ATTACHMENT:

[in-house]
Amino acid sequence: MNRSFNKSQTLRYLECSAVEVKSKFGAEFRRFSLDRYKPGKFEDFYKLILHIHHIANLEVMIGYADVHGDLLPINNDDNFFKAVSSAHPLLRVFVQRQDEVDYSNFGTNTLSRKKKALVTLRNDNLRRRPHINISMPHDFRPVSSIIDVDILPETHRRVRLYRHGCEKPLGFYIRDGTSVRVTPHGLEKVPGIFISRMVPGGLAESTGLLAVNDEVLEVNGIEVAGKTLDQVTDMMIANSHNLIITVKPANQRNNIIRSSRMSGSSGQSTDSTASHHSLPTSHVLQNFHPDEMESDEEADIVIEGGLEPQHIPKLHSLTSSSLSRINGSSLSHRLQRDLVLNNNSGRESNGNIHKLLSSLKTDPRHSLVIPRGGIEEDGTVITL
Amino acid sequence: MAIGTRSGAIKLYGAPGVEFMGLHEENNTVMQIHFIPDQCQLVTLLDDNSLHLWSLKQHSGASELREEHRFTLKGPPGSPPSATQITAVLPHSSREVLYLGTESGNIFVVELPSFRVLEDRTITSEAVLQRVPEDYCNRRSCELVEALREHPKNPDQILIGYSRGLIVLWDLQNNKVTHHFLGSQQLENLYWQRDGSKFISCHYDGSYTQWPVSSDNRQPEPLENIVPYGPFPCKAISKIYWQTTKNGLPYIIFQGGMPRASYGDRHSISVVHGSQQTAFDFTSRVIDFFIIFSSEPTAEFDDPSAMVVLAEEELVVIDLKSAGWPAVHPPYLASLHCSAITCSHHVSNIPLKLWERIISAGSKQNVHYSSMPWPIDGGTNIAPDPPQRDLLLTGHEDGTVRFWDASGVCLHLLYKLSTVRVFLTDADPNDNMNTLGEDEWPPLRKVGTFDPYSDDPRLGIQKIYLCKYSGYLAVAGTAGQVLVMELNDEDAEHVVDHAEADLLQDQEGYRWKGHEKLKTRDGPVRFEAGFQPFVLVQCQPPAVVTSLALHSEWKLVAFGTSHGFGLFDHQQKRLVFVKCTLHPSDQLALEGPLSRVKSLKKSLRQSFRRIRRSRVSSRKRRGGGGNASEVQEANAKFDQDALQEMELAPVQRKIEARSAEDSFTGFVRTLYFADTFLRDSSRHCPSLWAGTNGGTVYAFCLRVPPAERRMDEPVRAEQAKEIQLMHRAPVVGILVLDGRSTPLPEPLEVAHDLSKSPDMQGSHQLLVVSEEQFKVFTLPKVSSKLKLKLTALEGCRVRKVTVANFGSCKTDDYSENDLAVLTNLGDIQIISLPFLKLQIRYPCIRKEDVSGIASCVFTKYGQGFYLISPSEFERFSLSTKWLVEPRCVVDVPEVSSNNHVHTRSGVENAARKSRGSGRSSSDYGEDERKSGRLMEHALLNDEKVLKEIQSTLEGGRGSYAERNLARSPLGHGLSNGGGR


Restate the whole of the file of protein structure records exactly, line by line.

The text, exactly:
[in-house]
Amino acid sequence: MNRSFNKSQTLRYLECSAVEVKSKFGAEFRRFSLDRYKPGKFEDFYKLILHIHHIANLEVMIGYADVHGDLLPINNDDNFFKAVSSAHPLLRVFVQRQDEVDYSNFGTNTLSRKKKALVTLRNDNLRRRPHINISMPHDFRPVSSIIDVDILPETHRRVRLYRHGCEKPLGFYIRDGTSVRVTPHGLEKVPGIFISRMVPGGLAESTGLLAVNDEVLEVNGIEVAGKTLDQVTDMMIANSHNLIITVKPANQRNNIIRSSRMSGSSGQSTDSTASHHSLPTSHVLQNFHPDEMESDEEADIVIEGGLEPQHIPKLHSLTSSSLSRINGSSLSHRLQRDLVLNNNSGRESNGNIHKLLSSLKTDPRHSLVIPRGGIEEDGTVITL
Amino acid sequence: MAIGTRSGAIKLYGAPGVEFMGLHEENNTVMQIHFIPDQCQLVTLLDDNSLHLWSLKQHSGASELREEHRFTLKGPPGSPPSATQITAVLPHSSREVLYLGTESGNIFVVELPSFRVLEDRTITSEAVLQRVPEDYCNRRSCELVEALREHPKNPDQILIGYSRGLIVLWDLQNNKVTHHFLGSQQLENLYWQRDGSKFISCHYDGSYTQWPVSSDNRQPEPLENIVPYGPFPCKAISKIYWQTTKNGLPYIIFQGGMPRASYGDRHSISVVHGSQQTAFDFTSRVIDFFIIFSSEPTAEFDDPSAMVVLAEEELVVIDLKSAGWPAVHPPYLASLHCSAITCSHHVSNIPLKLWERIISAGSKQNVHYSSMPWPIDGGTNIAPDPPQRDLLLTGHEDGTVRFWDASGVCLHLLYKLSTVRVFLTDADPNDNMNTLGEDEWPPLRKVGTFDPYSDDPRLGIQKIYLCKYSGYLAVAGTAGQVLVMELNDEDAEHVVDHAEADLLQDQEGYRWKGHEKLKTRDGPVRFEAGFQPFVLVQCQPPAVVTSLALHSEWKLVAFGTSHGFGLFDHQQKRLVFVKCTLHPSDQLALEGPLSRVKSLKKSLRQSFRRIRRSRVSSRKRRGGGGNASEVQEANAKFDQDALQEMELAPVQRKIEARSAEDSFTGFVRTLYFADTFLRDSSRHCPSLWAGTNGGTVYAFCLRVPPAERRMDEPVRAEQAKEIQLMHRAPVVGILVLDGRSTPLPEPLEVAHDLSKSPDMQGSHQLLVVSEEQFKVFTLPKVSSKLKLKLTALEGCRVRKVTVANFGSCKTDDYSENDLAVLTNLGDIQIISLPFLKLQIRYPCIRKEDVSGIASCVFTKYGQGFYLISPSEFERFSLSTKWLVEPRCVVDVPEVSSNNHVHTRSGVENAARKSRGSGRSSSDYGEDERKSGRLMEHALLNDEKVLKEIQSTLEGGRGSYAERNLARSPLGHGLSNGGGR